Current Head of Investment at Hermes Investment Management
Eoin is Head of Investment and a member of Hermes’ Executive Committee. Eoin also leads the Investment Office, which is responsible to clients for the investment teams’ consistent delivery of responsible, risk-adjusted performance and adherence to the ESG processes at Hermes. Eoin joined Hermes in January 2015 with over 20 years’ investment experience. Eoin joined from GSA Capital Partners, where he was a fund manager. Before this, he was Chief Investment Officer at Old Mutual from 2004 to 2008 and also held senior positions at Callanish Capital Partners LLP and Northern Trust Global Investments. He began his career as a graduate trainee at Manufacturers Hanover Trust (now JPMorgan Chase) and subsequently performed senior portfolio manager roles at Wells Fargo Nikko Investment Advisors (now BlackRock), PanAgora Asset Management and First Quadrant.Read moreView Profile Page
In your opinion, what are the core pillars of responsible stewardship of capital?
There are two key pillars for any investment activity and those are the way in which we, first of all, traditionally think about investment, which is the allocation of capital. These days, when we talk about that activity, we automatically assume that we are taking account of environmental, social and governance factors. The second pillar of responsible capital investment is around stewardship of that capital. What that means is, when we buy into a company, either through its equity or through a debt or a loan or, indeed, buy into a real asset like a building, when we eventually come to sell that asset, many years later, we would like to be assured that we will be leaving it in a better place than when we first bought the asset.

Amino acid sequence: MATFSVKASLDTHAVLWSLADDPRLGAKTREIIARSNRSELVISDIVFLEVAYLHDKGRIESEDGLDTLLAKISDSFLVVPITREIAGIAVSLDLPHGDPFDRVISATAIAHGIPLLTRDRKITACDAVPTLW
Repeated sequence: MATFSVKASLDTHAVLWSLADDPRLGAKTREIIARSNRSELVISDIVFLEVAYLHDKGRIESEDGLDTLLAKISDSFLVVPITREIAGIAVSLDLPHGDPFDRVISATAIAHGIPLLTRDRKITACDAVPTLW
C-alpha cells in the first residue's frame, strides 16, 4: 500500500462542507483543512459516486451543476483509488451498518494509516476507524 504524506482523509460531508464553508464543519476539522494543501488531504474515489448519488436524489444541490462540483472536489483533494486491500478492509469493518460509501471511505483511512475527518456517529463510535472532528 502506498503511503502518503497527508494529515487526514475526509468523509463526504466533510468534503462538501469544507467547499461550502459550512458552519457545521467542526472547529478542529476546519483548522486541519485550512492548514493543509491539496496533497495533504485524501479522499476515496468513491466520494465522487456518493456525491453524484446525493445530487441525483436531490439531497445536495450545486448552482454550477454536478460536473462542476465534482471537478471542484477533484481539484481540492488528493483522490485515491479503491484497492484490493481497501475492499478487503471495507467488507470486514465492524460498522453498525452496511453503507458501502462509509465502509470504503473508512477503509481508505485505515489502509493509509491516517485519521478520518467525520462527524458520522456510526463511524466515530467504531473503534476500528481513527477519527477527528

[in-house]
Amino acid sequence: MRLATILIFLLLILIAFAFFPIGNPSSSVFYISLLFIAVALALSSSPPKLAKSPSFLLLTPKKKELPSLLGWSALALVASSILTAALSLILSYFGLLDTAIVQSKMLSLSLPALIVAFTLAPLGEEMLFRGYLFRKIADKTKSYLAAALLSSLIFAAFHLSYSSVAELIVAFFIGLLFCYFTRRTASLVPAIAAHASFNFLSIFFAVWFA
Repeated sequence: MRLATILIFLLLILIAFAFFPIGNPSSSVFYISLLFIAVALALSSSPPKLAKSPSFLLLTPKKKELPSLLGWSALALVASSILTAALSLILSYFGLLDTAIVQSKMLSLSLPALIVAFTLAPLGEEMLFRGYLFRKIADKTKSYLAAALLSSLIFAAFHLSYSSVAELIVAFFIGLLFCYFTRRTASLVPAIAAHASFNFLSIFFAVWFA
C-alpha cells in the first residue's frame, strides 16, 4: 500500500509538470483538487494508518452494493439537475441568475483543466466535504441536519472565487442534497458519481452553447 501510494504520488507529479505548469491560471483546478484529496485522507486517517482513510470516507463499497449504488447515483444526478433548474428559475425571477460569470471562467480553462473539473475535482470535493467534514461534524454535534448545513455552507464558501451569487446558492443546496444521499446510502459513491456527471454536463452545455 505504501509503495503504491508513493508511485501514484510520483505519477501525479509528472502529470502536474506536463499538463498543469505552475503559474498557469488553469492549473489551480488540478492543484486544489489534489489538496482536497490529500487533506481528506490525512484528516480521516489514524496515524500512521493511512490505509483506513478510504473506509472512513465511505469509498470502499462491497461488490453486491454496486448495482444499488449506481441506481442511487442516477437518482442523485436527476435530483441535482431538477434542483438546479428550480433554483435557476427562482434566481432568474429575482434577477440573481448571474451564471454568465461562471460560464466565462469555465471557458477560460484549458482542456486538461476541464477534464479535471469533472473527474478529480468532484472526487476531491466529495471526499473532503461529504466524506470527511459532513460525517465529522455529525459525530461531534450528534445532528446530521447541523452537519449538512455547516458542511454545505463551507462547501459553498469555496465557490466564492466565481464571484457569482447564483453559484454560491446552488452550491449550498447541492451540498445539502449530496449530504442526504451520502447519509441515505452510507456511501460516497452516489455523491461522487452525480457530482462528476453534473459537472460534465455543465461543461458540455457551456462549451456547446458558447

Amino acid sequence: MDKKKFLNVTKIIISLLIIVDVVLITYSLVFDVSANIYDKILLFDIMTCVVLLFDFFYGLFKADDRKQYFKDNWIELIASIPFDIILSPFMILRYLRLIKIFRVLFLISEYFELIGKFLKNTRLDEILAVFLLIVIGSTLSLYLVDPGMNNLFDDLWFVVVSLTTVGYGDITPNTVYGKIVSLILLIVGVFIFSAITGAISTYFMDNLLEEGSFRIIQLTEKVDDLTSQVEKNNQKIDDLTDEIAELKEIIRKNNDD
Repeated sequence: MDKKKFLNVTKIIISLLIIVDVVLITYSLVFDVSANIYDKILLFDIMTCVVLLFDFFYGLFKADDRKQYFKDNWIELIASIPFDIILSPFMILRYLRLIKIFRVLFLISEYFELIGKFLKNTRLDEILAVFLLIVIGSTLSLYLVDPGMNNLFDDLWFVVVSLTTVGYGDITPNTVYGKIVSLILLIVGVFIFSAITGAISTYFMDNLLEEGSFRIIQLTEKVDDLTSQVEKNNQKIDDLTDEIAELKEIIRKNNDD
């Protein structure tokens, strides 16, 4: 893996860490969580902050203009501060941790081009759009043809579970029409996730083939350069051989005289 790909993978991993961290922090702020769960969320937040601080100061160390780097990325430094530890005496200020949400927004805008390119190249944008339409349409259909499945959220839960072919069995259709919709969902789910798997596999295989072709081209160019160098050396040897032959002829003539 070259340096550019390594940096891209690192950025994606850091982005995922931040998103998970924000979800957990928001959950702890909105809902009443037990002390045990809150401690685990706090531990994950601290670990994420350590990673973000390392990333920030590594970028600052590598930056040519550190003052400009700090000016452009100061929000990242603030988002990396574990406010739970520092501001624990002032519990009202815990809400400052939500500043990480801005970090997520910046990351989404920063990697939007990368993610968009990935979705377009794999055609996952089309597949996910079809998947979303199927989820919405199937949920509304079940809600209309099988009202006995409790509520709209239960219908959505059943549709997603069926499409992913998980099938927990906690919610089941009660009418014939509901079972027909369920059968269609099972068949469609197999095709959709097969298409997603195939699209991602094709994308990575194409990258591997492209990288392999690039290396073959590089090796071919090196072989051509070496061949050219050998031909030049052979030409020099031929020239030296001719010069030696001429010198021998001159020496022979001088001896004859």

That means, we are going to be very active in voting, where we have the ability to vote. We’re going to attempt to improve the asset, in conjunction with the management of the company, through a process of engagement and nudging them, to take account of, what are the real material issues that affect all stakeholders in that company.
What’s Hermes’ core value proposition to clients today?
We want to help our clients retire better. We use that language very carefully, because better doesn’t just mean wealthier, in financial terms. It means that the environment, in which they are living and spending their pension or their savings, is better too. If, for example, we’re invested in a company that provides bus services, and we’re not engaging with the company and they are cutting back their rural service, it could well be that we produce a great financial return, for a pensioner living out in the country, but they’ve no longer got a bus service that allows them to get to shops. It’s a silly example, but it’s a classic of, unless you are taking account of the full holistic picture, you’re missing a trick for the benefit of the end client.
The index companies recently reported that around 25% of total ETF inflows were driven by ESG. What do you think is the real underlying driver of this?
There’s a massive inflow of capital from active management to passive management. A significant amount, roughly around 25%, is going into a particular variant of that, which incorporates environmental, social and governance information. I think there’s a number of things going on here. The move from passive to active itself, I believe, is largely fee driven. This is the notion that, over the years, to be brutally honest, active managers, in aggregate, have disappointed with the outcomes that they have produced for savers and beneficiaries. Particularly, the movement towards incorporating ESG factors is driven by savers’ and clients’ desire to ensure that their capital is trying to achieve a broader, holistic return, beyond a simple financial outcome.